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Publication numberUS4385789 A
Publication typeGrant
Application numberUS 06/243,165
Publication dateMay 31, 1983
Filing dateMar 12, 1981
Priority dateMar 19, 1980
Fee statusLapsed
Also published asDE3109787A1
Publication number06243165, 243165, US 4385789 A, US 4385789A, US-A-4385789, US4385789 A, US4385789A
InventorsRobert S. Batt
Original AssigneeThe Torrington Company Limited
Export CitationBiBTeX, EndNote, RefMan
External Links: USPTO, USPTO Assignment, Espacenet
Sealed roller bearings
US 4385789 A
Abstract
Rollers of a roller bearing are disposed between a cup-shaped bearing shell and a trunnion which forms part of a cruciform member of a universal joint. The interior of the bearing is sealed by an elastomeric sealing member onto which an in-turned end lip on the bearing shell is snap-fitted by virtue of an inclined ramp surface on the sealing member, the end lip being thereby received in an annular groove in the sealing member. The latter is axially seated against a shoulder and a fillet.
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Claims(8)
I claim:
1. A sealed roller bearing comprising a bearing shell adapted to receive a shaft and having an in-turned end lip encircling one open end thereof, rollers disposed between the bearing shell and the shaft, and a seal at the open end of the bearing shell, the seal being an annular elastomeric body member of which the outer peripheral surface has an annular groove with a bottom surface portion parallel to the inside diameter surface of the in-turned end lip intermediate the axial inner and outer end portions of the said body member for receiving the axial end lip of the bearing shell, said annular groove also having a radially deeper annular void portion to facilitate flexure of the said axially inner end of the body member and of which the axial inner end portion, intended to penetrate into said bearing shell, is of inwardly-tapering shape to facilitate passage of said body member end past said lip as the seal is snapped onto the lip.
2. A roller bearing as claimed in claim 1, in which an abutment washer is disposed on the said inner end of the seal body member for abutment by the ends of the rollers.
3. A roller bearing as claimed in claim 1, in which the external diameter of the seal body member at its axially outer end portion is larger than that at its axially inner portion.
4. A roller bearing as claimed in claim 3, in which the bearing shell is cup-shaped.
5. A roller bearing as claimed in claim 4, in which a shaft is received in the bearing and the internal diameter of the seal body member is such that the latter is a free axially sliding fit on the shaft.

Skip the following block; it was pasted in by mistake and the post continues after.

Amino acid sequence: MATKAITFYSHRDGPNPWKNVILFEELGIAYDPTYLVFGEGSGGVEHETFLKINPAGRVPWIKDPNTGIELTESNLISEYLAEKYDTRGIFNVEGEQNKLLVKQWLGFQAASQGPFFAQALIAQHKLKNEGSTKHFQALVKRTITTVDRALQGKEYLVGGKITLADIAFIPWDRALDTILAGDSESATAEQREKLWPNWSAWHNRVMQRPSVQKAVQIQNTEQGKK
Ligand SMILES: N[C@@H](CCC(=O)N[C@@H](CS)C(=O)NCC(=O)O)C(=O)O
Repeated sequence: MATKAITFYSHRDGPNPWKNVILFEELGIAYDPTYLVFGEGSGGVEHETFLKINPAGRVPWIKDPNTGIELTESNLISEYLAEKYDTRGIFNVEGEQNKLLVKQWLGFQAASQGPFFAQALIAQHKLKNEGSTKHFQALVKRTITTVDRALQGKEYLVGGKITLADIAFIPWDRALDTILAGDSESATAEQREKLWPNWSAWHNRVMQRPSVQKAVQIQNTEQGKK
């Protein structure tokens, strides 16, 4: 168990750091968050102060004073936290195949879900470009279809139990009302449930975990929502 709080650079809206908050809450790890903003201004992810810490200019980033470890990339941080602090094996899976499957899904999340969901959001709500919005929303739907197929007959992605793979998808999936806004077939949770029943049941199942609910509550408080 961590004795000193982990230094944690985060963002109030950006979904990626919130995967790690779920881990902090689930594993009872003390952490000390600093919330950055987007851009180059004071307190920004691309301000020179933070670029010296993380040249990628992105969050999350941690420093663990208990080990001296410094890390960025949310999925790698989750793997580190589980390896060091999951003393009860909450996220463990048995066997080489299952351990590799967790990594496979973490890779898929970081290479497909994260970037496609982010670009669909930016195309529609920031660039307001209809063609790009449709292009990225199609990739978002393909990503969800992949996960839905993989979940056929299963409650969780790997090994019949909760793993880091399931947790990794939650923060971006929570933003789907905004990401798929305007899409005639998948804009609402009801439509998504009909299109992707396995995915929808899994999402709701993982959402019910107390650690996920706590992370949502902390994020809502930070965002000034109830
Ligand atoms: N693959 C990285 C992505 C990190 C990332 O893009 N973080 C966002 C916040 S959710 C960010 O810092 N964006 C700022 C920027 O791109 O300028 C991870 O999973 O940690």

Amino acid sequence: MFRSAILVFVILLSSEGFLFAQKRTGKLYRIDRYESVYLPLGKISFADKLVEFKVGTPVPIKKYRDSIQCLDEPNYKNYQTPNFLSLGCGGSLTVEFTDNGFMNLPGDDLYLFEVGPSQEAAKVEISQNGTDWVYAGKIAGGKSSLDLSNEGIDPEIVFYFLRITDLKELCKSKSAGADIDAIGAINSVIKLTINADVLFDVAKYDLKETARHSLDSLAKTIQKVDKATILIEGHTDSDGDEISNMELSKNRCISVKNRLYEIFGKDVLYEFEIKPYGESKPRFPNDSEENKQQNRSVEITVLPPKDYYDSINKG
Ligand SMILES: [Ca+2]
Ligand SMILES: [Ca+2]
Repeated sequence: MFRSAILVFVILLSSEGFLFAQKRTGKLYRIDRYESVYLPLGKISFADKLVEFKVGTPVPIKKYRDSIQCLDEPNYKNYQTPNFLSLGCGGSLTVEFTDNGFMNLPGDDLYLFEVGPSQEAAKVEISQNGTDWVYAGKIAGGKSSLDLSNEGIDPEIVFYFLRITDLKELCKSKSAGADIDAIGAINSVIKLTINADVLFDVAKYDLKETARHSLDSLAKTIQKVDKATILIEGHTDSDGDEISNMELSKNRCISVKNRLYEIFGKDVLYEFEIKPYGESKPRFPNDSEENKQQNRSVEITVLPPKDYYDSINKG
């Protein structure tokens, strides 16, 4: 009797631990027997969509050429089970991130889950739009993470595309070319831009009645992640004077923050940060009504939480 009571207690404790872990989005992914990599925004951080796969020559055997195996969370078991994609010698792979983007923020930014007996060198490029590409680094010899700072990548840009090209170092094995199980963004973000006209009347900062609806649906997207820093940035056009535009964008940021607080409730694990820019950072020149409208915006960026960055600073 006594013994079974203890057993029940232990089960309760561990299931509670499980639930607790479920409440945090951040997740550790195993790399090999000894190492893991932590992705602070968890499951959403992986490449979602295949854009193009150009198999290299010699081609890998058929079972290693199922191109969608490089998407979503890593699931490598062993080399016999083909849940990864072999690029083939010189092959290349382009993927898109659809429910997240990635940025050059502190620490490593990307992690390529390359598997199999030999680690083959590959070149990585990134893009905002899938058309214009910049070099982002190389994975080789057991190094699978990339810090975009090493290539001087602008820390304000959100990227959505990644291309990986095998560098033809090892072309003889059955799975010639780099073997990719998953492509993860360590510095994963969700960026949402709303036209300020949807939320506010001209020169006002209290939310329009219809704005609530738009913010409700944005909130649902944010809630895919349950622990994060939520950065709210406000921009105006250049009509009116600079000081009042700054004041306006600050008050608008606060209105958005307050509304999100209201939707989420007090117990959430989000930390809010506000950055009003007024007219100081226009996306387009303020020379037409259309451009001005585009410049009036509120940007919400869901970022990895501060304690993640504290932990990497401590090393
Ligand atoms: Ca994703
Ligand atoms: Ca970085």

6. A roller bearing as claimed in claim 5, in which the shaft is one of four trunnions on a cruciform intermediate member of a universal joint and the juncture between the trunnion and a shoulder formed on a body portion of the cruciform member is in the form of a radiused fillet, said seal body member being axially seated against said shoulder.
7. A roller bearing as claimed in claim 6, in which the seal body member is also axially seated against the fillet and radially seated on the portion of the trunnion adjacent the fillet.
8. A roller bearing as claimed in claim 6, in which the seal body member has an inwardly directed sealing lip which engages the portion of the trunnion adjacent the fillet.
Description

This invention concerns roller bearings and relates more particularly to such bearings comprising a plurality of rollers positioned between a cylindrical cup-shaped bearing housing or shell and a shaft.

For service in conditions where contamination may occur, it is desirable to provide a roller bearing with a seal arranged to exclude contaminants from penetrating an open axial end of the bearing and a number of seals have already been proposed for this purpose. Their incorporation in a bearing, however, is expensive because it requires special assembly steps such as the cold curling of an end lip on the bearing shell to clamp the seal in position after it has been fitted into the shell. Because the bearing shell must be hardened prior to insertion of the rollers and the fitting of the seal, the end lip must be prevented from becoming hardened or must be subsequently heat treated to soften it. As a consequence, the use of sealed bearings is often avoided in the manufacture of mass-produced components, for example, for use in the automobile industry, with consequent risk of short service life for the unsealed bearings actually employed.